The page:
The Calvinist doctrine of effectual calling means that the Spirit works through preaching to overturn the power of the devil, to liberate our wills so that we can see the glory of God in the face of Jesus Christ. God doesn’t overpower our wills; He frees us from occupation by the deceiving demonic powers.
This, too, has religious liberty implications, that again all Christians, even those who disagree on the theological details, should affirm. The Spirit convicts of sin; Caesar doesn’t. That means one can’t coerce faith into being or out of being with the threat of punishment, regardless of whether one is an Islamic ayatollah or a secularist parliament.
Some of us agree with the Arminians more on the “how” questions of salvation. Some of us agree more with the Calvinists. Many of us are somewhere in the middle. But we all believe that the government is not the ultimate sovereign and should not try to coerce free consciences. We stand united against that, and for another kingdom, the Kingdom of Christ.
Back to first principles
Southern Baptists have been described as “a people of the Book” to express our unwavering commitment to the Word of God. We have often said that our mission statement is the Great Commission to describe our commitment to missions.
Yet if there is one defining belief that characterizes Baptists and Baptists alone, it could be religious liberty.
So important has the concept been to our history and belief system that it comprises an entire plank in the 2000 Baptist Faith & Message, which states in part, “A free church in a free state is the Christian ideal, and this implies the right of free and unhindered access to God on the part of all men, and the right to form and propagate opinions in the sphere of religion without interference by the civil power.”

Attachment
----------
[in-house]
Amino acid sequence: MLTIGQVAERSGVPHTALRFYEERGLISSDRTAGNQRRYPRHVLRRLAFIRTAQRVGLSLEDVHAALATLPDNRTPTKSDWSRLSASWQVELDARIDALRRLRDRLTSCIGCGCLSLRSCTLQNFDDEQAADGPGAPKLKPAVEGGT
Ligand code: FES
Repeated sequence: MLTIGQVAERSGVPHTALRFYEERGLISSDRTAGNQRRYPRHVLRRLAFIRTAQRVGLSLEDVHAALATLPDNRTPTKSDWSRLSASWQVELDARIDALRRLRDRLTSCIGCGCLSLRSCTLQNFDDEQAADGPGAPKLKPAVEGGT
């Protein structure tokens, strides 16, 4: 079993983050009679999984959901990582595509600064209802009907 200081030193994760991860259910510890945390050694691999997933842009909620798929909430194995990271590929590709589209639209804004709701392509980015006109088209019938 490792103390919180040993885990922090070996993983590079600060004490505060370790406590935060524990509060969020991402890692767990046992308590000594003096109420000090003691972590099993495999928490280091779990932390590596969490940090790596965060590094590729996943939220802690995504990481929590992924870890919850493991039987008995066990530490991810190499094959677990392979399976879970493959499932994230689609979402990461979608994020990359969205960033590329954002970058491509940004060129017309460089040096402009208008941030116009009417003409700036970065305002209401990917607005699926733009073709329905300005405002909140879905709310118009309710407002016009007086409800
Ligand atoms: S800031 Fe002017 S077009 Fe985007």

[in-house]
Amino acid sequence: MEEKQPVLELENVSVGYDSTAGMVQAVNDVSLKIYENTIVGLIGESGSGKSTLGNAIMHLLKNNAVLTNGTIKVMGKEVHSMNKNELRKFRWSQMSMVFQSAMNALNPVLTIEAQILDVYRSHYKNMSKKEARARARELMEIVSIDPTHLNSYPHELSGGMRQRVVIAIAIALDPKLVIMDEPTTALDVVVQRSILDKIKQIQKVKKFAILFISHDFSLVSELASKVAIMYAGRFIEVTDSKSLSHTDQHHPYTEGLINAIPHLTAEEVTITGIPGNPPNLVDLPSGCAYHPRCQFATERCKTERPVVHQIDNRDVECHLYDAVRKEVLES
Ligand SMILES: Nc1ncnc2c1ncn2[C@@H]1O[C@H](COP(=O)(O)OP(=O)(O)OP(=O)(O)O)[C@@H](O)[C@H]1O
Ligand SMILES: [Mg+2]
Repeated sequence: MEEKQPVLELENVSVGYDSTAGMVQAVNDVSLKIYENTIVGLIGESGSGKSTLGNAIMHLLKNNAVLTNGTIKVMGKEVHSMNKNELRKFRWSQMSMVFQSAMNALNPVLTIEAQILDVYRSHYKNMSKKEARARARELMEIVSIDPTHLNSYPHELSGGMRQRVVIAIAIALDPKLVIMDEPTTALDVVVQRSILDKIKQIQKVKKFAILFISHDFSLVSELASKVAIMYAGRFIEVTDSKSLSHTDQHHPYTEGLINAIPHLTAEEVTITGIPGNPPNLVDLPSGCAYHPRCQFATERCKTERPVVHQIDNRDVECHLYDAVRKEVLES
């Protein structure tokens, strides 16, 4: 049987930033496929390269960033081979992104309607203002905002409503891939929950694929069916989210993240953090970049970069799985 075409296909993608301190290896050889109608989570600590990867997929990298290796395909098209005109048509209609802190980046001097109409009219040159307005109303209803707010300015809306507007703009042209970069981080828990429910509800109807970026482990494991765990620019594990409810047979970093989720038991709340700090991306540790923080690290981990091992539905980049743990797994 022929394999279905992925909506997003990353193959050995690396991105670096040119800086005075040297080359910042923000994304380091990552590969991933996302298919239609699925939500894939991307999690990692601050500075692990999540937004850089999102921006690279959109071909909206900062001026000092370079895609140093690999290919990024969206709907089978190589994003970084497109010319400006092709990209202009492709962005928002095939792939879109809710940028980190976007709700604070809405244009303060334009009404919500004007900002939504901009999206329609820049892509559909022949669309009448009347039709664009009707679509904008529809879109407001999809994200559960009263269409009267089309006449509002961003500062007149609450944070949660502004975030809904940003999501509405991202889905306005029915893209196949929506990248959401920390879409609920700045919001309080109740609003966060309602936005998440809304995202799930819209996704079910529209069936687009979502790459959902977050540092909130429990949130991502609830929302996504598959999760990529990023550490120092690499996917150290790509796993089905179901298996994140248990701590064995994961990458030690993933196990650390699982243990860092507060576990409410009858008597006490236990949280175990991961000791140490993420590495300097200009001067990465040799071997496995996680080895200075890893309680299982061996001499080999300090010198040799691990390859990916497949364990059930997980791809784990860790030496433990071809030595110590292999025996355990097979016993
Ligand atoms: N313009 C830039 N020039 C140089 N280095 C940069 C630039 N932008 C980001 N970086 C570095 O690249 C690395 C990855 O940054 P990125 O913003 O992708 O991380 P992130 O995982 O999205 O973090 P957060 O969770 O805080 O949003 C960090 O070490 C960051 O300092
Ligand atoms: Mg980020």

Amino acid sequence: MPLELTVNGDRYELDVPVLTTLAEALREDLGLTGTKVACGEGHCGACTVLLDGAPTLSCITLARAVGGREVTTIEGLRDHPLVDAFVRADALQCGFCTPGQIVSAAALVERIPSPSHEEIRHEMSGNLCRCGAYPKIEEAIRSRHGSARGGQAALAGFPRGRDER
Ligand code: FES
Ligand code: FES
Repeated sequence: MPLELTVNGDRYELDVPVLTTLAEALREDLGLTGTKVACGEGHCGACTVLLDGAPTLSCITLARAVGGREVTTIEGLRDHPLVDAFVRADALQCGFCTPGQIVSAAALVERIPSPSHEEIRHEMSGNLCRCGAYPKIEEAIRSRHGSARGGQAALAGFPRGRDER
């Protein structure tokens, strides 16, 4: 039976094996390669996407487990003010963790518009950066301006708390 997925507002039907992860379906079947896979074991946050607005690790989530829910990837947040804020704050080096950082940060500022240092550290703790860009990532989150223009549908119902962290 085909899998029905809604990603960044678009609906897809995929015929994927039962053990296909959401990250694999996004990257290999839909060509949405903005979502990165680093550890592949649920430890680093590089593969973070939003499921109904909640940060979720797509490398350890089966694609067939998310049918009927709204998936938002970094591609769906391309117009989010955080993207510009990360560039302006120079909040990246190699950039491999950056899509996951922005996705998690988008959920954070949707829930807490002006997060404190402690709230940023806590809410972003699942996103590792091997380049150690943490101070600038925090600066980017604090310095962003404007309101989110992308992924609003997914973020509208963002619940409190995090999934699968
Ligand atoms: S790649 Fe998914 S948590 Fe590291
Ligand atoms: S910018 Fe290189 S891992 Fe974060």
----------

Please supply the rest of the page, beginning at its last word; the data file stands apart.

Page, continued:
Today, we find our cherished freedom increasingly under attack. Whether we are talking about a chaplain in the U.S. military feeling fettered in the way he can share the Gospel and opt out of same-sex “marriage” ceremonies; whether we are talking about a Christian business owner who is being compelled to pay for abortion-inducing drug coverage; or whether we are talking about increased social pressure that now views religious liberty as pertaining only to “houses of worship,” one thing is clear: the future of religious liberty is uncertain.
To be sure, there are many places and times throughout history that have lived without religious liberty. The ancient Egyptians did not even have a word for liberty, and much of the world today lives without liberty of any kind—individual, political or religious.
Yet, much of what has made America great has been built on religious liberty. Of course this concept did not have its beginning with the First Amendment of the Constitution of the United States of America, or even with Baptists. This historical right has even deeper roots, even if it has been a rare “plant” to find throughout history. Perhaps it is because we have such a fine tradition of religious liberty in America that it makes it so tragic to see it eroded today.
Christ’s followers have, from the beginning, come under persecution and oppression. In Acts we read: “But Peter and John answered them, ‘Whether it’s right in the sight of God for us to listen to you rather than to God, you decide; for we are unable to stop speaking about what we have seen and heard’” (Acts 4:19-20).
Peter and John exerted their right to share the Gospel, risking the consequences, as did the generations of Christians who came after them. When churches today follow this path, it could mean we risk losing advantages we are used to, such as our tax-exempt status. For others around the world, a loss of religious liberty could mean imprisonment or death.
In 1939, British novelist George Orwell said, “We have now sunk to a depth at which the restatement of the obvious is the first duty of intelligent men.” Brothers and sisters, we have now sunk to a new depth, a time at which our religious liberty is at risk.
It is therefore time to restate the obvious: God has made men in His image and desires that all mankind be free to worship Him in spirit and in truth. It is also time for Christians to put aside our differences and unite in one voice, speaking out for this first principle of religious liberty. Together, we can ensure future generations may worship God freely and proclaim His truth, thereby making His will be done on Earth as it is in Heaven.